Webpack – Split app, vendor and polyfill builds

It makes sense when you are working with a building tool like webpack to separate the app build from the vendor and polyfill builds. The main objective of this approach is to improve the payload of our site by allowing the browser to request only the code that changes, probably app code, and not code that is almost never going to change, like third-party libraries and frameworks. You create only one bundle with all the code.

Application vendor file

The first thing that we need to do, is to import all the vendors into a single vendor file. This file is going to be the vendor bundle entry point. In an angular project the vendor file would like something like this;


Application polyfill file

The other file that we need to add is a polyfill file that is going to contain all our polyfills and is going to be the entry file for the webpack polyfill bundle. In an angular project it may look something like this;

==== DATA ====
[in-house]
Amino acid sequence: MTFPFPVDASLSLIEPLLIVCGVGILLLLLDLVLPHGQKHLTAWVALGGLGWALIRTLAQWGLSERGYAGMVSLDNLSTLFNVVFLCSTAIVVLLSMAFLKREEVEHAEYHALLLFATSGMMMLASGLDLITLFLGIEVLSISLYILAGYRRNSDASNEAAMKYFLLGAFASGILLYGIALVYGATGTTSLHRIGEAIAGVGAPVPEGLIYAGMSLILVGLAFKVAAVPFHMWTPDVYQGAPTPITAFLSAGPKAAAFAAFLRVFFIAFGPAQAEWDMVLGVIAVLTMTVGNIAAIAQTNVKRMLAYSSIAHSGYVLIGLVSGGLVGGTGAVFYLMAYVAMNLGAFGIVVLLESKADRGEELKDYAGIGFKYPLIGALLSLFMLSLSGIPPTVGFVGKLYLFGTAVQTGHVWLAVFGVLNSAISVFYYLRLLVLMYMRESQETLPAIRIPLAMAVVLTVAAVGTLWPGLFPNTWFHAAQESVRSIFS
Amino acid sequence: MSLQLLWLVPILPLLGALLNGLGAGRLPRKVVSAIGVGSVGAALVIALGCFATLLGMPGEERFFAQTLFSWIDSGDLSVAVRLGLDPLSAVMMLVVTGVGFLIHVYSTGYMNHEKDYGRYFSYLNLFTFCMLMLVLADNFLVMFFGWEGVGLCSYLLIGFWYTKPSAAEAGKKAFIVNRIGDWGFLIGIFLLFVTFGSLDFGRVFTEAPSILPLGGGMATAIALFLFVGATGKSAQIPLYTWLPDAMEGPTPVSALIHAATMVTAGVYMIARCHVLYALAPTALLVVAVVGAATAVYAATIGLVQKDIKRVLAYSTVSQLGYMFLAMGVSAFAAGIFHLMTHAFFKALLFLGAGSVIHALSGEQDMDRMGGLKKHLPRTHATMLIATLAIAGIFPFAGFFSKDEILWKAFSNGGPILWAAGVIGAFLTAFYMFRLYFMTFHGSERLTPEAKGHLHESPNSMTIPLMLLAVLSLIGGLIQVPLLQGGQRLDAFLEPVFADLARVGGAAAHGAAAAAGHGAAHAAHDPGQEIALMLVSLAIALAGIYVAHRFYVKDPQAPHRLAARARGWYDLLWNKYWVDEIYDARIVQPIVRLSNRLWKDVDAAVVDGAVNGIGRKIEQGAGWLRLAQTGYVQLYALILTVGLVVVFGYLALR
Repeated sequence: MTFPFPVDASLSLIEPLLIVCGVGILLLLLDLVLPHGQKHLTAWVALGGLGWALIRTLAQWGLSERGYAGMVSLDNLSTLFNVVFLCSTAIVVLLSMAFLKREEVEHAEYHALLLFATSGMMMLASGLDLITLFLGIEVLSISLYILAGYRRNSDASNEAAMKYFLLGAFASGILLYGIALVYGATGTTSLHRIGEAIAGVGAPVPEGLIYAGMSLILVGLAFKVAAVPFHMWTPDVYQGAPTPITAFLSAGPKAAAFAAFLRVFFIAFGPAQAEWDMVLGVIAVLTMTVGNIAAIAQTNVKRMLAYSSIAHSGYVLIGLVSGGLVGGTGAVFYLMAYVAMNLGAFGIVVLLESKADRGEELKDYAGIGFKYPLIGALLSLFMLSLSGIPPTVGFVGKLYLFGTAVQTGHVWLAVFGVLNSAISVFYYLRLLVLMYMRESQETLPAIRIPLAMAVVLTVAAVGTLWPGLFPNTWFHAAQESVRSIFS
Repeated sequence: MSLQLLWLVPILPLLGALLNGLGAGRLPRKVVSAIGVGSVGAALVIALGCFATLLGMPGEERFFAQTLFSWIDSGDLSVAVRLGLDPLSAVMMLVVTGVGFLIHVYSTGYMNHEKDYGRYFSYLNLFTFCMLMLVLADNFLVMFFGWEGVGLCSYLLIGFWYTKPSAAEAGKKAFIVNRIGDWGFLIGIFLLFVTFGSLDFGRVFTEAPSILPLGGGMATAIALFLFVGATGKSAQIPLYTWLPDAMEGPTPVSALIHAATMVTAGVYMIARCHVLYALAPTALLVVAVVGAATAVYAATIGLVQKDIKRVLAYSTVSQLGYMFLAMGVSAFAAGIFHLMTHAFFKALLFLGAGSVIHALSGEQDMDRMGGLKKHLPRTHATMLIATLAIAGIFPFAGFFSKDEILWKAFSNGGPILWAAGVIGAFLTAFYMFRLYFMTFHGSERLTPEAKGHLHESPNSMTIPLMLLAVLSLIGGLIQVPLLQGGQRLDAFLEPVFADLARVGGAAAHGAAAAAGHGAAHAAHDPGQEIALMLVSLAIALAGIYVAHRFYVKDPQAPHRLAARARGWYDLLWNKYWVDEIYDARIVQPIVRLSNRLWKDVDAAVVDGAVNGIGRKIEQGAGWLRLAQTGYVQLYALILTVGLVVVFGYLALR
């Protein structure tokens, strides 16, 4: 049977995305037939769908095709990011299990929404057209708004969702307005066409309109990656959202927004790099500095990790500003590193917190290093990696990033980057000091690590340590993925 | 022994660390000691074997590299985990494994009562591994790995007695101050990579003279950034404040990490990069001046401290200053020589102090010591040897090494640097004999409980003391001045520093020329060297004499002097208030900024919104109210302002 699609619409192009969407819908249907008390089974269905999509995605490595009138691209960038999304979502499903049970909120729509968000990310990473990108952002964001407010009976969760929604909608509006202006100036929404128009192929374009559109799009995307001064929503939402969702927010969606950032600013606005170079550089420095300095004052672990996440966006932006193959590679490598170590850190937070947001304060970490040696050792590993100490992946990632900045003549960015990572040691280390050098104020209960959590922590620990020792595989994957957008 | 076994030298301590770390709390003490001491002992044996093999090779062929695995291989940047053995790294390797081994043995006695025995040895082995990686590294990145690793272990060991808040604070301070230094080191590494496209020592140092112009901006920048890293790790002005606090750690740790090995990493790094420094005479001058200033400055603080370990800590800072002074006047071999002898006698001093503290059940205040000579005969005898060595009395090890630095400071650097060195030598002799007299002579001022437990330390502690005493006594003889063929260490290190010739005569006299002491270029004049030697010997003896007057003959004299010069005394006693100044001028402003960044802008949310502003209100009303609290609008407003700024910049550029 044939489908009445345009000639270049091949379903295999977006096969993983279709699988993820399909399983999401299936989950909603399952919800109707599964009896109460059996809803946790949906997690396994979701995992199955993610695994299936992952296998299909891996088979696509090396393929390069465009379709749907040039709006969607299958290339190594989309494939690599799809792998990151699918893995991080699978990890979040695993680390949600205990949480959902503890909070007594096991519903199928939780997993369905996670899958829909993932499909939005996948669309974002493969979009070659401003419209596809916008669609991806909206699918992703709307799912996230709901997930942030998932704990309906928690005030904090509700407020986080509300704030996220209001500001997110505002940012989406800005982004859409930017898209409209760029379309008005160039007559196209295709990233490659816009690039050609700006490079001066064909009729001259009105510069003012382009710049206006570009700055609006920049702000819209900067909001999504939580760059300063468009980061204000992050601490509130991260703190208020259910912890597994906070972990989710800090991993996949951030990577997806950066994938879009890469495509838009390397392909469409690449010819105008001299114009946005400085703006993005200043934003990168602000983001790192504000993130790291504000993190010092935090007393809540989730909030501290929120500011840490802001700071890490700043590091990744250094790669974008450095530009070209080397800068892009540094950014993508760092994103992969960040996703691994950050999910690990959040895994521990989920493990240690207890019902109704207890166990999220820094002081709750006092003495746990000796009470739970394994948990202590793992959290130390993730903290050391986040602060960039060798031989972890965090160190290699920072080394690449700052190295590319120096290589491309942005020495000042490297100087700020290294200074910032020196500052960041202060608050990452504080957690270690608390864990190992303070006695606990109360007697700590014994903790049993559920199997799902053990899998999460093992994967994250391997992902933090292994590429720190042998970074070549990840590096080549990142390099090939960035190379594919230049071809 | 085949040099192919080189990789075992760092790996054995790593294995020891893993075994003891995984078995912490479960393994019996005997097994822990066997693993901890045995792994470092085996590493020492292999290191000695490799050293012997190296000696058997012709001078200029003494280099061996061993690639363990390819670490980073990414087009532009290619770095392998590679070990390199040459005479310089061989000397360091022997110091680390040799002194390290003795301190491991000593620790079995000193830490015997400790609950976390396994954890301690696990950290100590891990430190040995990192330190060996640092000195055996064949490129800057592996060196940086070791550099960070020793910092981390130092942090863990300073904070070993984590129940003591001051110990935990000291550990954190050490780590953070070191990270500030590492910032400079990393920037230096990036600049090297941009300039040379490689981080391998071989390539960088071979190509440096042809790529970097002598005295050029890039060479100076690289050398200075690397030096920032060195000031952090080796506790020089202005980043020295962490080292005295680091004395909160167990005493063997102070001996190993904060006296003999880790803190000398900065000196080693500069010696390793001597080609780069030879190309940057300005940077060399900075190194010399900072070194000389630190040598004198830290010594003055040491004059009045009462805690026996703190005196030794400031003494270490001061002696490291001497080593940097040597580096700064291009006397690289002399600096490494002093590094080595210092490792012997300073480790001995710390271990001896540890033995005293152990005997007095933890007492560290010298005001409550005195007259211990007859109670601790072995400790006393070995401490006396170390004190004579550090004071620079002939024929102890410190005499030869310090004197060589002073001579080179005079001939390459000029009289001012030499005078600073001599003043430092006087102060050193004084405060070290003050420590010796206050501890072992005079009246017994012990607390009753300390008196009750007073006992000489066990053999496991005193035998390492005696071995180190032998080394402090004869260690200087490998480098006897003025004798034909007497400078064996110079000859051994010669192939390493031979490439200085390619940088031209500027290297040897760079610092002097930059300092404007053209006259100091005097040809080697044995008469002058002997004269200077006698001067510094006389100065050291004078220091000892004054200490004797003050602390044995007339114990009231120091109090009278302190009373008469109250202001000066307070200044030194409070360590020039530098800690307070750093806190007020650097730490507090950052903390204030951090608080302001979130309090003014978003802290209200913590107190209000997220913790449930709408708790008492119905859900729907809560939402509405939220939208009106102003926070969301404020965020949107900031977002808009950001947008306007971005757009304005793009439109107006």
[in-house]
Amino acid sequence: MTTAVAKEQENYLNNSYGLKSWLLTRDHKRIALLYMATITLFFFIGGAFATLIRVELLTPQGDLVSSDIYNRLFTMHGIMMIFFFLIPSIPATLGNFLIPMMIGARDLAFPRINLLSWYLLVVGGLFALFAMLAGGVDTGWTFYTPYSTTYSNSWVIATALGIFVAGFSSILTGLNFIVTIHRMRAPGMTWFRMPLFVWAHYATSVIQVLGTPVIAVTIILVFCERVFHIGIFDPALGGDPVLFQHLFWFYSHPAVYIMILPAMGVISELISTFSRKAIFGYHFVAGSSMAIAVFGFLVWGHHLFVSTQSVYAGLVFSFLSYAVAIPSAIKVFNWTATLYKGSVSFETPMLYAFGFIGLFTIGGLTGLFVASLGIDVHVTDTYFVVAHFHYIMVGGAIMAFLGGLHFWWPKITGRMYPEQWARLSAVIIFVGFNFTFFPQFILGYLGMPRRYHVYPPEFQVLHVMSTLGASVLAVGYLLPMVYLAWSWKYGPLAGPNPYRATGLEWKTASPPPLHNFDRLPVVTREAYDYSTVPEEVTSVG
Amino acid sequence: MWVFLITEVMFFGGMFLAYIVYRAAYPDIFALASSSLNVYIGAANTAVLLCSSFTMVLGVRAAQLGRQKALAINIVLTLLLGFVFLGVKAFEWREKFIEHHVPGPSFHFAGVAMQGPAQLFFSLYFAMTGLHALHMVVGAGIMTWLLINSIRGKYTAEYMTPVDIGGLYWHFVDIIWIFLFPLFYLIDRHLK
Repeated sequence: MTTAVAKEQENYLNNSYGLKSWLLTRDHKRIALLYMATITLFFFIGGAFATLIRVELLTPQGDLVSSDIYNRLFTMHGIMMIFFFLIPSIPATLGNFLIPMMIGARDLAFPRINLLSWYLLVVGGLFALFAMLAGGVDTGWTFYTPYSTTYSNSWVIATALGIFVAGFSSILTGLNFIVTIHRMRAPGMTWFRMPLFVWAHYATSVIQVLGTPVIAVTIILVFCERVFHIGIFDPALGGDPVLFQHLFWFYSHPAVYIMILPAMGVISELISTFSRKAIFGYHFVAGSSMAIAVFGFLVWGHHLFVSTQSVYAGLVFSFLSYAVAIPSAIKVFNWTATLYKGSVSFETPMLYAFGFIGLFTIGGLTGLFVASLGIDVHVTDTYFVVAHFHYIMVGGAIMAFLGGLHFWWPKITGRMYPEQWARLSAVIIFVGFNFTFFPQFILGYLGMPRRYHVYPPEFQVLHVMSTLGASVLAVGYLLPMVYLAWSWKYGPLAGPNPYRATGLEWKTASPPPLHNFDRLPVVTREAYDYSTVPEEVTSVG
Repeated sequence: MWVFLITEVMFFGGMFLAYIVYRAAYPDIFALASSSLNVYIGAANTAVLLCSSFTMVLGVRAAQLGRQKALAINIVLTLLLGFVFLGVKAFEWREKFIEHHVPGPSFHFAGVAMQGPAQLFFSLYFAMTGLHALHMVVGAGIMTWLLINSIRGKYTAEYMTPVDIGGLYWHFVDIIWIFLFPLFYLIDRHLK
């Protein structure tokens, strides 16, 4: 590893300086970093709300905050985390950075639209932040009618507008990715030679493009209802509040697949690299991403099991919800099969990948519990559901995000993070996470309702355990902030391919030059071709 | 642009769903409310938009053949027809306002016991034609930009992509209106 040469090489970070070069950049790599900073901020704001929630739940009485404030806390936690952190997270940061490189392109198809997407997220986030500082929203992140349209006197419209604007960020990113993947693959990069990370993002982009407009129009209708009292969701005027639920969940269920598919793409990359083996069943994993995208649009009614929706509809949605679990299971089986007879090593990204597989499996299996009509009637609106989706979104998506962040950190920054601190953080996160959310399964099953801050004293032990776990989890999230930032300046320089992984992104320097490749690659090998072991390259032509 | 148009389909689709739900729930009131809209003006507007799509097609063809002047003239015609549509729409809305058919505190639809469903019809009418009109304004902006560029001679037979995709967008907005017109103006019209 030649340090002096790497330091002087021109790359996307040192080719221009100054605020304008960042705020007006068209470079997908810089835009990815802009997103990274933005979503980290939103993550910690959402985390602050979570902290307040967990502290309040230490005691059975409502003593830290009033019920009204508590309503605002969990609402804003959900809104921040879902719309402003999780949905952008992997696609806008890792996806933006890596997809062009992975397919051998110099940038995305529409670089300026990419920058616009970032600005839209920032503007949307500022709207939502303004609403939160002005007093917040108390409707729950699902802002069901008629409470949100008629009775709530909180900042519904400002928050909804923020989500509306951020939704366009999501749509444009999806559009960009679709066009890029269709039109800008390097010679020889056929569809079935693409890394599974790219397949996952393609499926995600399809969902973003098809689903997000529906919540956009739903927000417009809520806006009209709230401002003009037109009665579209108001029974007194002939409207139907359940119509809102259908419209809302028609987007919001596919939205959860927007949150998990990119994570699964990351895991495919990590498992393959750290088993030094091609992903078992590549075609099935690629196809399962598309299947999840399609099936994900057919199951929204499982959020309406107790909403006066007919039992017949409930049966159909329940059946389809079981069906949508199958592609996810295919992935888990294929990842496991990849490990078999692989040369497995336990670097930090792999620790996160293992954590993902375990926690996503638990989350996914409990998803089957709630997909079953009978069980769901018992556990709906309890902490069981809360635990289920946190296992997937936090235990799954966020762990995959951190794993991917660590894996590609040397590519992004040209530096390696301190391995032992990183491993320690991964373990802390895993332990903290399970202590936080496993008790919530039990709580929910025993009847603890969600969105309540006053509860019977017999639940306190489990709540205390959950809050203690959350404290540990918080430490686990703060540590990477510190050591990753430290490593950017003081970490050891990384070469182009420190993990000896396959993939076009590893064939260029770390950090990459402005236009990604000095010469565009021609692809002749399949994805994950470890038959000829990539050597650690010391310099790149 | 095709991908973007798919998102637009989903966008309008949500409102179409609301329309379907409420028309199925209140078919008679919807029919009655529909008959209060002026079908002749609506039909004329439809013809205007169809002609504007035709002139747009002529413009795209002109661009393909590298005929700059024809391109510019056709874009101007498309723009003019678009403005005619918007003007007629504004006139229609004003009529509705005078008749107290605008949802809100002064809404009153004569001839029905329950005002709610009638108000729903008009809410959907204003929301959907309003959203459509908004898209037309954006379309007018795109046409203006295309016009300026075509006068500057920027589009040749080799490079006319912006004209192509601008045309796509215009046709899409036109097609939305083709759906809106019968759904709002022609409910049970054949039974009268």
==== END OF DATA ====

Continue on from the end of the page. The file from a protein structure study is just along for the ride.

In your application code, you use the imports as always directly from the vendor’s libraries or frameworks.

Webpack configuration

In order to make webpack create the three bundles, we need to add some configuration to our webpack config file.

  1.  We need to configure three entry files.
    In order to make this happen, we need to set the three entry point file for each of the bundles that we want to create. In our case, we have three: polyfills, vendor, and app.
  2. We need to configure the output to create the three bundles
    Take into consideration that by using the [name] inside the filename configuration you are going to get a file for each of the property’s names set in the entry configuration. In our case, the output is going to create a polyfill.bundle.js, a vendor.bundle.js, and an app.bundle.js.

  3. We need to tell webpack to use these files and not to add the already imported vendors to the app bundle.
    Webpack is not smart enough to figure out by itself already-handled dependencies in different files. So to resolve this we need to use the CommonsChunkPlugin. This plugin identifies shared dependencies between the files and removes them from app bundle. Setting it up is quite simple; inside the plugins section of webpack add:


This approach is quite simple to set and the win is big because we are improving the payload of our application by allowing the browser to improve and actually take advantage of the caching of files.


Webpack - Separate app, vendor and polyfill builds.

Santiago Garcia Da Rosa